Most Chablis producers make wine in every category, and none of them are terribly expensive. Even great grand crus are usually under $100 at retail. Compare that to the several hundred dollars being asked for grand crus from the Côte de Beaune or to the prices of top Sonoma, Napa and Central Coast Chardonnays.
Premier cru Chablis retails for less than $50, while most Chablis and Petit Chablis are between $18 and $30. For a fine Chardonnay, these are bargains.
La Colline des Grands Crus includes the seven grand crus detailed here.
Bougros (37 acres): Aroma is key to robust and rounded wines here at the northern end of the grand crus. Structure enters with a steep parcel called Les Bouguerots. Look for: Domaine William Fèvre Côte Bouguerots.
Les Preuses (26 acres): Stony, steep vineyards, the highest of the crus, produce structured, mineral wines. Look for: Domaine Vincent Dauvissat.
Vaudésir (38 acres): Two extraordinarily steep slopes face each other across a narrow track. Crisp wines face southeast; elegant and richer wines face southwest. Look for: Pascal Bouchard (a blend of both slopes).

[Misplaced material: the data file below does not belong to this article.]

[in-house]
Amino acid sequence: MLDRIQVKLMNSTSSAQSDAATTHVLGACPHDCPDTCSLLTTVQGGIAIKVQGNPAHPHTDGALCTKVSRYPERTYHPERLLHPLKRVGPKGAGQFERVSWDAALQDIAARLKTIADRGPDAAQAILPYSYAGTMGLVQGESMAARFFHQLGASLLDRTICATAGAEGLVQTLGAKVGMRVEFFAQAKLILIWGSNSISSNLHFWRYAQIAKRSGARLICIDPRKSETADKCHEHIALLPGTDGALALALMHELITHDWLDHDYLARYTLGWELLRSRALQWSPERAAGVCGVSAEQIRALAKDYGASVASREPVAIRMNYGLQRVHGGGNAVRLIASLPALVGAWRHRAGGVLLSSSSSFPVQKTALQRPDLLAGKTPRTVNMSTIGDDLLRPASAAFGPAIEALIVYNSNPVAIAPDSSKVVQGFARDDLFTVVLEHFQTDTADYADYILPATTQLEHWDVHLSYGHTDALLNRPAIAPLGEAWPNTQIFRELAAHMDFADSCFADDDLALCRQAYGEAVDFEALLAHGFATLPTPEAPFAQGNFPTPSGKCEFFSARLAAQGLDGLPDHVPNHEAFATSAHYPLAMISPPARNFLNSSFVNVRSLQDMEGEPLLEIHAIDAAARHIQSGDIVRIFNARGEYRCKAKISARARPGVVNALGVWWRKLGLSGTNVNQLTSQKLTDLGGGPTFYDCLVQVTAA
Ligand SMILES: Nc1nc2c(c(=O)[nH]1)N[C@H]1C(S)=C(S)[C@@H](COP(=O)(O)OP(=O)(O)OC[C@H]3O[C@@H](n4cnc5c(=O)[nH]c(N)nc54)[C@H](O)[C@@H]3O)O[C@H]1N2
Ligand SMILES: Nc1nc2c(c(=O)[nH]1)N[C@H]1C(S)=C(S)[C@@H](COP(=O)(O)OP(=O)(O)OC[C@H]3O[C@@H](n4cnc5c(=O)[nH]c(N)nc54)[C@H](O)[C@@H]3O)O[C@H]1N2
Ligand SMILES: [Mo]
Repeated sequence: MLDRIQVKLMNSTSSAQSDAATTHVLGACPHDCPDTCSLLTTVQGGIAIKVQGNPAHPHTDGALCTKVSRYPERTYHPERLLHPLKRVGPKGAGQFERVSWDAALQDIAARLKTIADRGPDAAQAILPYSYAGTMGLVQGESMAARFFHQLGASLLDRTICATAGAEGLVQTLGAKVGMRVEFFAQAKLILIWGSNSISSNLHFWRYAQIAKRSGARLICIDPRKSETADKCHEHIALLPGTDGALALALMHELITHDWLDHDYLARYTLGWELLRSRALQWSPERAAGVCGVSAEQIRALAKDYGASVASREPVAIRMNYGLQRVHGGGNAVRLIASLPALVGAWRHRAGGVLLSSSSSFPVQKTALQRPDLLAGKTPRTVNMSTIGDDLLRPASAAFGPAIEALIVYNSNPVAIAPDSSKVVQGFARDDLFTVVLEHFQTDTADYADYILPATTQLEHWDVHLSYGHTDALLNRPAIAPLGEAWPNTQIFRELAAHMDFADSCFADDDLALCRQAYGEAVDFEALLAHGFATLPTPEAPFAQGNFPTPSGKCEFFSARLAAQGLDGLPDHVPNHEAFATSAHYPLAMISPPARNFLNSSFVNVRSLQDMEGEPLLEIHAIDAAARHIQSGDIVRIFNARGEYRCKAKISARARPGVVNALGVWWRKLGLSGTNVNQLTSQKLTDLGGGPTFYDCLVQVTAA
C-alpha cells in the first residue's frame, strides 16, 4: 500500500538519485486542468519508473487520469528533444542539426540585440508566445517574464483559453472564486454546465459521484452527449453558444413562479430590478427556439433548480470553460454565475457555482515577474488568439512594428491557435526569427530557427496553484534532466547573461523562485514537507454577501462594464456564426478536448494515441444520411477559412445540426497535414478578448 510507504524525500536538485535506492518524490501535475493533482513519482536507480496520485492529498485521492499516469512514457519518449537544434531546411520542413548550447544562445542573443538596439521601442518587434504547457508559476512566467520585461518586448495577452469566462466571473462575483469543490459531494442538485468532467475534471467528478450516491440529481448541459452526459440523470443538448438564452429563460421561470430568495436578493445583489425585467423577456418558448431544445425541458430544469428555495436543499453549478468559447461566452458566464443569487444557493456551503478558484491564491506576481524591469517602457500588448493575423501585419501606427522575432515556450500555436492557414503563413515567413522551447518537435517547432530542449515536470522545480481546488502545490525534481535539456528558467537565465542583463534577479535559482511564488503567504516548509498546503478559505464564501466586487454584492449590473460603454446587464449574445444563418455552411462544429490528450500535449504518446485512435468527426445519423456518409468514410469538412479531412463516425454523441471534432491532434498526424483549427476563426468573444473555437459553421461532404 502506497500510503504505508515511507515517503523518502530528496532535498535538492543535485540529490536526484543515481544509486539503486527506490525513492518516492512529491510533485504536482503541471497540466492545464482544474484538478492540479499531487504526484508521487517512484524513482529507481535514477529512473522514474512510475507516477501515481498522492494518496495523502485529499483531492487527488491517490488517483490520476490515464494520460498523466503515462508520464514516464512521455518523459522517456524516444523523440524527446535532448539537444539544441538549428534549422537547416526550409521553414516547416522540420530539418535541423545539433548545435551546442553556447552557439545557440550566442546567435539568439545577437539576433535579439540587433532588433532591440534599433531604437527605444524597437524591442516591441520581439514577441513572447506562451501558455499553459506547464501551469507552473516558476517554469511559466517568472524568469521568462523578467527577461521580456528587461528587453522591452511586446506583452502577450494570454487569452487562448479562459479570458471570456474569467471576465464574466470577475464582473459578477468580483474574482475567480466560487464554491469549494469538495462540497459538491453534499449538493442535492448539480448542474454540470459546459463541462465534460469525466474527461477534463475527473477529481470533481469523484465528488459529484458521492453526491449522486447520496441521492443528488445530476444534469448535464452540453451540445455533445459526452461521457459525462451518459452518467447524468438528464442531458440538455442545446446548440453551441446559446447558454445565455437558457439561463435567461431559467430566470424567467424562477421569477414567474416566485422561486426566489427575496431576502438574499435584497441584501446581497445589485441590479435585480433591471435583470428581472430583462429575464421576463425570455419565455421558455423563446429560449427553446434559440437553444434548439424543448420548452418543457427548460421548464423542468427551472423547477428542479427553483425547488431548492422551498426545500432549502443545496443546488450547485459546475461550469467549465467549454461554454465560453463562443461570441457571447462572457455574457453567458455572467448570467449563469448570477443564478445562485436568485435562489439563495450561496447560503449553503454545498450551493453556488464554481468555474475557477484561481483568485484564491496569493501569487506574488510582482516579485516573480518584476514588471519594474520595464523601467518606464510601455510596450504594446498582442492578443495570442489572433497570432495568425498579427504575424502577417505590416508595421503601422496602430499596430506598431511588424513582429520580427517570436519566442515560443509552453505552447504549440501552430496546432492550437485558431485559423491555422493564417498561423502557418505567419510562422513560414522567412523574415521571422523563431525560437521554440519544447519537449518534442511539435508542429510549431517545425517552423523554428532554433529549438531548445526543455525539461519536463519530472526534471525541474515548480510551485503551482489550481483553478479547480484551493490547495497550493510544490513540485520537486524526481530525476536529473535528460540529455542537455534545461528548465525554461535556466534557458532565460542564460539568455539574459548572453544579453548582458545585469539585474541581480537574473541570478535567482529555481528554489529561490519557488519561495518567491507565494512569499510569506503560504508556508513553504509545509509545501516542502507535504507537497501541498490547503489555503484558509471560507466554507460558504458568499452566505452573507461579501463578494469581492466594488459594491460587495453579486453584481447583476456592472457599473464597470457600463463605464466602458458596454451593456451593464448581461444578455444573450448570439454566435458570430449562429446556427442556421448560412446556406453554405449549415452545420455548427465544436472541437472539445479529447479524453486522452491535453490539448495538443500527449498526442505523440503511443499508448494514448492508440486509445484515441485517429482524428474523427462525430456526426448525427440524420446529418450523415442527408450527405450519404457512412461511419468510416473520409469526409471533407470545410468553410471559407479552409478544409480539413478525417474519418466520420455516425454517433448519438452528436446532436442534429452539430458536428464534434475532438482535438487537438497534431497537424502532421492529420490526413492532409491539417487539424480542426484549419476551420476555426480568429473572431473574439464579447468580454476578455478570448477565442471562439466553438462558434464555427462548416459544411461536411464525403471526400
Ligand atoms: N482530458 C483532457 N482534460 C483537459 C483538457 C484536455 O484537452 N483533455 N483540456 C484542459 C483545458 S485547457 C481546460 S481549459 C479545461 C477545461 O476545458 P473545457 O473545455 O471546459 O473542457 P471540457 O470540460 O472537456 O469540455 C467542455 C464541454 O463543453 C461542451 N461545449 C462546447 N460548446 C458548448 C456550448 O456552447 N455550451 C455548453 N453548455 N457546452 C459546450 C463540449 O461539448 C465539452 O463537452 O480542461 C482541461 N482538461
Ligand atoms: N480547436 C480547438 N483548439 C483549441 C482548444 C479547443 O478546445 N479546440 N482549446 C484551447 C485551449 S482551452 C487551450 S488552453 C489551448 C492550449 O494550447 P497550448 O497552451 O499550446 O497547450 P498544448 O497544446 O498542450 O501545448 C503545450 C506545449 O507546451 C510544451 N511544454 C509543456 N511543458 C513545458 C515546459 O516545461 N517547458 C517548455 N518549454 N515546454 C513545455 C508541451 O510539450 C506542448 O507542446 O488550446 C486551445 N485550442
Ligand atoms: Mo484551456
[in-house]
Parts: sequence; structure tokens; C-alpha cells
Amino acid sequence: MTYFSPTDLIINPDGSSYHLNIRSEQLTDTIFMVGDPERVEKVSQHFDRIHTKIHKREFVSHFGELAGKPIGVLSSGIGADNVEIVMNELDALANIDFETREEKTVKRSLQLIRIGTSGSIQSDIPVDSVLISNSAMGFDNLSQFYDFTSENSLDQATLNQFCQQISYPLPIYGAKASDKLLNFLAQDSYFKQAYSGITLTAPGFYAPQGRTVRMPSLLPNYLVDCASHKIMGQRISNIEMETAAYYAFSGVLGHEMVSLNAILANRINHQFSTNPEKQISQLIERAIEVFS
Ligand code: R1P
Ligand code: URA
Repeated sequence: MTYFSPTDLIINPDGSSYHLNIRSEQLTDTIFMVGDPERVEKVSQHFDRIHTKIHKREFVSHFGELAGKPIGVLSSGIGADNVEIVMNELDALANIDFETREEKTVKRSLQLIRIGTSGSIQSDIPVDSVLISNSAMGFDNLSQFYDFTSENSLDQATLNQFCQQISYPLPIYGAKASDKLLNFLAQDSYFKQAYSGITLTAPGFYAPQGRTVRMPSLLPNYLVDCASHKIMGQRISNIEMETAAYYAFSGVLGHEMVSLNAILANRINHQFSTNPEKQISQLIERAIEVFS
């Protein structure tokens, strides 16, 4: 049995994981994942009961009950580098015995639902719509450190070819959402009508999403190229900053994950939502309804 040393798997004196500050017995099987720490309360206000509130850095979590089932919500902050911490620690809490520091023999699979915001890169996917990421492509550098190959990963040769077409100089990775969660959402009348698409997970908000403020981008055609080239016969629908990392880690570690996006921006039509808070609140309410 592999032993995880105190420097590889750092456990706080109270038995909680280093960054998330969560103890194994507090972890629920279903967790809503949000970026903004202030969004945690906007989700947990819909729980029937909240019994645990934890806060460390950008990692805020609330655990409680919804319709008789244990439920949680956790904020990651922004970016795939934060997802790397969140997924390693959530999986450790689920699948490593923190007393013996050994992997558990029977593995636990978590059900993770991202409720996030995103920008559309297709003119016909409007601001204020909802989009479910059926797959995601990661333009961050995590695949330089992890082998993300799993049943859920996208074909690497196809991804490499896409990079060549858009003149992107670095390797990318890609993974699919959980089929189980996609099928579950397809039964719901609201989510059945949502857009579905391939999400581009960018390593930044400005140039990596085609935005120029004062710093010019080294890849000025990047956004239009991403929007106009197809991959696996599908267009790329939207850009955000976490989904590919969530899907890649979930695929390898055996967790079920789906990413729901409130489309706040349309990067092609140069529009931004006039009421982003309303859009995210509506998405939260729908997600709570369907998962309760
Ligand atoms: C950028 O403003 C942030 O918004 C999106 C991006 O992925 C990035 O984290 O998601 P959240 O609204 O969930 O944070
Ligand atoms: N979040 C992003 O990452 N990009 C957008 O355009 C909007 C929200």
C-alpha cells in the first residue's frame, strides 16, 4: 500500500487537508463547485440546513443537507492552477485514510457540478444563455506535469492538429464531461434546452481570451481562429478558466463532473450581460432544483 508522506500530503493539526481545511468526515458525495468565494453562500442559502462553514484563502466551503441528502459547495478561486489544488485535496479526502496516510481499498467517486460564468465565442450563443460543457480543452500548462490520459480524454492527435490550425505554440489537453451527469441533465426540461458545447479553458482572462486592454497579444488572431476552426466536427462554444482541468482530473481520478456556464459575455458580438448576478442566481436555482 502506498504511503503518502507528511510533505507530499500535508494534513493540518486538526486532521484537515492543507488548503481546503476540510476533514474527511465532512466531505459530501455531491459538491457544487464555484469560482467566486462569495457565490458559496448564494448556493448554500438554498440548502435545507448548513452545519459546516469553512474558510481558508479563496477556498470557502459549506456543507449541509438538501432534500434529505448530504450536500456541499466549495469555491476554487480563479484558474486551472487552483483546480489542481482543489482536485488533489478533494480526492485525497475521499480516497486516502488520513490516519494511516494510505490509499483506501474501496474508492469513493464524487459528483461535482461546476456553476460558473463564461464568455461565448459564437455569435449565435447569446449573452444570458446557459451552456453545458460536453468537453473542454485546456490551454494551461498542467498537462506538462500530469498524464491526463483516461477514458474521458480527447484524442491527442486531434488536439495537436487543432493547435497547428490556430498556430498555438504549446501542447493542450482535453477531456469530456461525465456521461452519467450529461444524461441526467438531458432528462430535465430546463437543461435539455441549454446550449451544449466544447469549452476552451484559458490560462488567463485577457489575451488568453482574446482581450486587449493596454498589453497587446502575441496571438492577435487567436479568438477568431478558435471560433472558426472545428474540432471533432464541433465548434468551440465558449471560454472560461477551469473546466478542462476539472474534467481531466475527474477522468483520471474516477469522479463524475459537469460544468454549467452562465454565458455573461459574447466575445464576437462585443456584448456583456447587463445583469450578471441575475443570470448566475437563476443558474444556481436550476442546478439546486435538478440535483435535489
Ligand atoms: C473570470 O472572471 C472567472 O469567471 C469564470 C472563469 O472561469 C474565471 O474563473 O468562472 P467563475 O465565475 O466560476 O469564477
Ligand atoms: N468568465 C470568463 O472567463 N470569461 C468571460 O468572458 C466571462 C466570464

Grenouilles (23 acres): At the base of the slope, the most full-bodied, generous and open wines come from the richest soil of the grand crus. Look for: La Chablisienne Château Grenouilles.
Valmur (26 acres): This vertical cru is wedged between Vaudésir and Les Clos. Elegant wines with a mineral backdrop have a great ability to age. Look for: Domaine Jean-Paul & Benoît Droin.
Les Clos (64 acres): Less steep, on one long slope, it’s the most homogenous and finest grand cru. The result: long-lived and structured wines. Look for: Domaine Christian Moreau Père et Fils Clos des Hospices.
Blanchot (31 acres): This southernmost cru turns southeast to catch the morning sun. Chalky white with blue lime soils, it produces wines that are very mineral and crisply elegant. Look for: Domaine Laroche La Réserve de l’Obédience.
French Chablis’s Best Recent Vintages to Buy, Drink and Age